Pvt. William A. Lowe

Pvt. William A. Lowe

Pvt. William A. Lowe of Co. E. 155th PA. Volunteers. Photo taken in 1864.

William Alexander Lowe, son of Alexander B. Lowe and Maria Catherine Reppert, was born Aug 25, 1844 in Fayette City, Fayette Co., PA. He died Aug 27, 1925 in Danville, Illinois.

William served in the 155th PA. Volunteers Co. E during the Civil War as a Private. He was mustered in on Mar 28, 1864 Pittsburg, PA. Wounded at Spotsylvania Courthouse, VA. at Laurel Hill at the age of 19 yrs old on May 10, 1864 under the command of Capt. Saskett. He was 5 ft 8 inches tall, fair complected, with brown hair and gray eyes.

William showed up on the wounded list in the 1st Div. 5th AC, Army of the Potomac. He entered Gen. Hospital Fairfax Seminary, near Alexandria, VA on May 12, 1864 as Wm A. Lowe with gunshot wound to right lung received at the Wilderness May 10, 1864. He was then furloughed Jul 20, 1864, returned Aug 18, 1864 again furloughed Nov 1, 1864, infirmed Nov 20, 1864 and discharged from service Jun 10, 1865.(mustered out on Individual Muster Out Roll Jun 6, 1865 at Washington, DC.) He did not fight in the battle at Gettysburg. Discharged by General Orders on Jun 10, 1865.

According to 1880 Federal Pa. census, William was head of household and was employed as a glass flattener. He was born in Pa. This census was taken in 3rd Ward, New Castle, Lawrence Co., Pa.

The following is William's obituary believed to be written by his son Alexander B. Lowe, however the dates in parentheses were taken from history records:

William A. Lowe, Veteran of Civil War, Is Dead at Danville
Soldiers' Home

William A. Lowe, aged 81, a veteran of the Civil War, died Thursday in the national soldiers' home at Danville, Ill. He had been a glass blower in Pittsburgh, living here most of his life. He is survived by five sons and a daughter, twenty-two grandchildren, and ten great-grand children, most of whom live in the Pittsburgh district.

When twenty years old Lowe enlisted in the One Hundred and Fifty-fifth regiment of Pennsylvania Volunteers, Co. E at Pittsburgh. He was immediately sent to join his regiment in winter quarters at Warrenton, Va.

Order to break camp was given a month later, and all haste was made to get to the battle of the Wilderness, (battle went from May 5 -7, 1864) in which he soon ordered by Gen. Grant to flank the Wilderness and to proceed at top speed to Spotsylvania, Va., where a battle was already in progress. (battle went from May 8-19, 1864)

This battle lasted eight days with great loss to both sides (and victory to neither side). On the twelfth of May, Lowe's company was ordered to charge with fixed bayonets. It was in his charge that he received the wound which put him out of further service. A bullet penetrated his right breast and lung, and he was left until after the battle when his mess mates carried him to the rear to be examined by the field doctor.

The doctor stated he would not live long enough to be taken to the hospital, but his mates dressed the wound anyhow and placed him in a hospital wagon which was drawn by mules. Just then the Confederates made a return charge which caused so much noise and excitement that the team of mules ran away and never stopped until they reached Fredericksburg, Va., where the dead and wounded were laid out in a field called Belle Plains.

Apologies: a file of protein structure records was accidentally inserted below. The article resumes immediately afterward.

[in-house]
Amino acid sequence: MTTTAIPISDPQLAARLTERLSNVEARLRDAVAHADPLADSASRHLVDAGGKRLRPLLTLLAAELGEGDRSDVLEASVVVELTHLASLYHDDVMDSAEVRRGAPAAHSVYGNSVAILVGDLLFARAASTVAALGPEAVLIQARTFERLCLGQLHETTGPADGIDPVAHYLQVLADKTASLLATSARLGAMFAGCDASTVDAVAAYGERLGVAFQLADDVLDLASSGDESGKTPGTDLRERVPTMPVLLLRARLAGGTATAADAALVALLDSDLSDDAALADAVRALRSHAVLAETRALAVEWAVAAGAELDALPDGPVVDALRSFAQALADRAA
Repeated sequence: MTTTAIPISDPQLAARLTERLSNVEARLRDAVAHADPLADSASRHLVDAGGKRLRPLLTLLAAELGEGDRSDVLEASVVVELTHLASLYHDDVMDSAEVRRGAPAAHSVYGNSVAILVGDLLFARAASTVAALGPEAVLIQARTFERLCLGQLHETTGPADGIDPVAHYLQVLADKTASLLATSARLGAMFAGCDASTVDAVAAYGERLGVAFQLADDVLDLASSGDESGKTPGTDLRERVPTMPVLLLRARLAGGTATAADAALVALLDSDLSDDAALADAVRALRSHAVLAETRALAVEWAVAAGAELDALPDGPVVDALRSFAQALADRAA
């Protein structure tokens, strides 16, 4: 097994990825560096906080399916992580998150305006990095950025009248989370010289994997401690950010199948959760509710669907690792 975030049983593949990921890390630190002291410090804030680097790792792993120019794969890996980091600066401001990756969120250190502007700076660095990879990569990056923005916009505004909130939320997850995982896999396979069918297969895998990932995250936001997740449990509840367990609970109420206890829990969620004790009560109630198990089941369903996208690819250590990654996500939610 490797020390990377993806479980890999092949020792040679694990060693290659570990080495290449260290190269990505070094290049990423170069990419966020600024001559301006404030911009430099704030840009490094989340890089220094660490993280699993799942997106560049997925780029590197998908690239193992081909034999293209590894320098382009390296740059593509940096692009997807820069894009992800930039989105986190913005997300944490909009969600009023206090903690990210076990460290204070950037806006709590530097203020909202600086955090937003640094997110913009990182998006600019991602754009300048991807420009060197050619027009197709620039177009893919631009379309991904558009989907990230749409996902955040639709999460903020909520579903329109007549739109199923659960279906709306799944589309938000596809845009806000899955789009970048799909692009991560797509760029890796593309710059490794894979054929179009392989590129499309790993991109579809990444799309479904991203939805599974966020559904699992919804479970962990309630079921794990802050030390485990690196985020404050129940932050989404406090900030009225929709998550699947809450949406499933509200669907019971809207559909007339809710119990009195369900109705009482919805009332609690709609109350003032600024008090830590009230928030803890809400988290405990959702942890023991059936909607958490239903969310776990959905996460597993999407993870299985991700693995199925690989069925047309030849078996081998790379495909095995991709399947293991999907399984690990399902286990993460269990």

While the rough ride in the wagon put an end to the lives of some of the occupants, it revived Lowe enough to enable him to know where he was and to see what was going on. He is known to have said that as far as he could see, the dead and arms and legs were in piles like haycocks in a meadow.

After being cared for at Belle Plains, he was taken to the Fairfax hospital where he remained one year and two months, when he was released and discharged, as the war was over. He then returned home and raised a family.

He was quite well except for a cough which lingered and which contributed to his death.

Battle of the Wilderness including Spotsylvania:

Army of the Potomac- Maj.Gen. George Meade, Commanding
Fifth Army Corps- Maj.Gen. Gouverneur K. Warren
First Division- Brig.Gen. Charles Griffin
First Brigade- Brig.Gen. Romeyn Ayres
155th PA- Lieut.Col. Alfred L. Pearson
Company E- Pvt. William A. Lowe

William was placed on the Indiana Civil War Roll of Honor and buried in Danville National Cemetery.

John Lyons and William Lowe worked at the glass factories in Belle Vernon before the Civil War.

William Alexander married Alwilda Edetha Sisley on Jul 30, 1865 in Fayette City, Fayette Co., PA. Alwilda Edetha, daughter of Amberson Evans Sisley and Mary Ann Lowstutter, was born Mar 27, 1844 in Fayette City, (Sisleytown) Washington Twp., Fayette Co. Pa. She died 1919.

William Alexander Lowe and Alwilda Edetha Sisley became the parents of the following children:
Austin Sisley Lowe was born Mar 20, 1881 in New Castle, Pa. He died Mar 19, 1957 in Jeannette, Pa.
William A. Jr. Lowe was born Feb 5, 1871 in IL.
Barton Lincoln Lowe was born May 19, 1879 in MI. He died Feb 6, 1937 in York, PA.
Fred Lowe was born Oct 1, 1883 in Pittsburgh, Allegheny Co., PA.
Mary "Mollie" Ellen Lowe was born Jul 6, 1866 in PA. She died Mar 27, 1920 in Pittsburgh, PA.
Alexander Buchanan Lowe was born Jan 14, 1874 in Ottawa, Illinois. He died Jan 30, 1930 in Miami, FL.
Alwilda M. Lowe was born Mar 15, 1876 in Illinois.
Maggie U. Lowe was born Mar 11, 1869.

Submitted by Melody, Photo courtesy of the Wayman family, data provided by the Lowe family


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